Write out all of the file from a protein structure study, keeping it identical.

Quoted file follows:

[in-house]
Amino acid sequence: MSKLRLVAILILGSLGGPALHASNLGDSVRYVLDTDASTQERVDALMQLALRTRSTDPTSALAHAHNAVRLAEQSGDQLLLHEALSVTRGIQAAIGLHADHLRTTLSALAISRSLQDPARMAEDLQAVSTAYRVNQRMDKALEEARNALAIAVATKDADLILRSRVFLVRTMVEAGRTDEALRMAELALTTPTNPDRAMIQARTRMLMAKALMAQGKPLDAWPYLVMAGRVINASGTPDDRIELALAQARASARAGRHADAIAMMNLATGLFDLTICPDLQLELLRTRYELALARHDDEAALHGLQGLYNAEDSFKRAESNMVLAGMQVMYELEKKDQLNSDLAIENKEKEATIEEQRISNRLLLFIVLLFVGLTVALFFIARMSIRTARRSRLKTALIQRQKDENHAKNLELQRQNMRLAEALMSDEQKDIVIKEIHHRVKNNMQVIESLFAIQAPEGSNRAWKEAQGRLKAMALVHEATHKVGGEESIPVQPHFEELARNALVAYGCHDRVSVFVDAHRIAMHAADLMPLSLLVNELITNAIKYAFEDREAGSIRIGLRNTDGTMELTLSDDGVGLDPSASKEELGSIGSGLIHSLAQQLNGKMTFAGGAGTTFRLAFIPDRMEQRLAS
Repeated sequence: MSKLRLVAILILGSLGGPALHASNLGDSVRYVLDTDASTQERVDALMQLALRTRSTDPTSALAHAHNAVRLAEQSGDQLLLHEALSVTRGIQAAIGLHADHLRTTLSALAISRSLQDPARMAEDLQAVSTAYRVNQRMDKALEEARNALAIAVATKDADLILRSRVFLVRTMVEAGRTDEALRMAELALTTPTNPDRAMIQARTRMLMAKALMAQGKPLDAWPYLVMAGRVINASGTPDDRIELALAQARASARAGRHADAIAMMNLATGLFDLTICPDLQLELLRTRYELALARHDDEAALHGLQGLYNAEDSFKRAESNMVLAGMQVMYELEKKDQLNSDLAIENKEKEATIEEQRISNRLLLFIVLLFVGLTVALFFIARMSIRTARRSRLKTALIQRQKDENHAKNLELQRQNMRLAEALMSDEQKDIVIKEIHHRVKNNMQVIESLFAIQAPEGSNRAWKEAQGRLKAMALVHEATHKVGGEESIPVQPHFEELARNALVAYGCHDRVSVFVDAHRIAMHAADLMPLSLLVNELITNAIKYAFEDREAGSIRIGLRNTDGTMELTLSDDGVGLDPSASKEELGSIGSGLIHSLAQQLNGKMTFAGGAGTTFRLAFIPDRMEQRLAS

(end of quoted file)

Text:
[in-house]
Amino acid sequence: MSKLRLVAILILGSLGGPALHASNLGDSVRYVLDTDASTQERVDALMQLALRTRSTDPTSALAHAHNAVRLAEQSGDQLLLHEALSVTRGIQAAIGLHADHLRTTLSALAISRSLQDPARMAEDLQAVSTAYRVNQRMDKALEEARNALAIAVATKDADLILRSRVFLVRTMVEAGRTDEALRMAELALTTPTNPDRAMIQARTRMLMAKALMAQGKPLDAWPYLVMAGRVINASGTPDDRIELALAQARASARAGRHADAIAMMNLATGLFDLTICPDLQLELLRTRYELALARHDDEAALHGLQGLYNAEDSFKRAESNMVLAGMQVMYELEKKDQLNSDLAIENKEKEATIEEQRISNRLLLFIVLLFVGLTVALFFIARMSIRTARRSRLKTALIQRQKDENHAKNLELQRQNMRLAEALMSDEQKDIVIKEIHHRVKNNMQVIESLFAIQAPEGSNRAWKEAQGRLKAMALVHEATHKVGGEESIPVQPHFEELARNALVAYGCHDRVSVFVDAHRIAMHAADLMPLSLLVNELITNAIKYAFEDREAGSIRIGLRNTDGTMELTLSDDGVGLDPSASKEELGSIGSGLIHSLAQQLNGKMTFAGGAGTTFRLAFIPDRMEQRLAS
Repeated sequence: MSKLRLVAILILGSLGGPALHASNLGDSVRYVLDTDASTQERVDALMQLALRTRSTDPTSALAHAHNAVRLAEQSGDQLLLHEALSVTRGIQAAIGLHADHLRTTLSALAISRSLQDPARMAEDLQAVSTAYRVNQRMDKALEEARNALAIAVATKDADLILRSRVFLVRTMVEAGRTDEALRMAELALTTPTNPDRAMIQARTRMLMAKALMAQGKPLDAWPYLVMAGRVINASGTPDDRIELALAQARASARAGRHADAIAMMNLATGLFDLTICPDLQLELLRTRYELALARHDDEAALHGLQGLYNAEDSFKRAESNMVLAGMQVMYELEKKDQLNSDLAIENKEKEATIEEQRISNRLLLFIVLLFVGLTVALFFIARMSIRTARRSRLKTALIQRQKDENHAKNLELQRQNMRLAEALMSDEQKDIVIKEIHHRVKNNMQVIESLFAIQAPEGSNRAWKEAQGRLKAMALVHEATHKVGGEESIPVQPHFEELARNALVAYGCHDRVSVFVDAHRIAMHAADLMPLSLLVNELITNAIKYAFEDREAGSIRIGLRNTDGTMELTLSDDGVGLDPSASKEELGSIGSGLIHSLAQQLNGKMTFAGGAGTTFRLAFIPDRMEQRLAS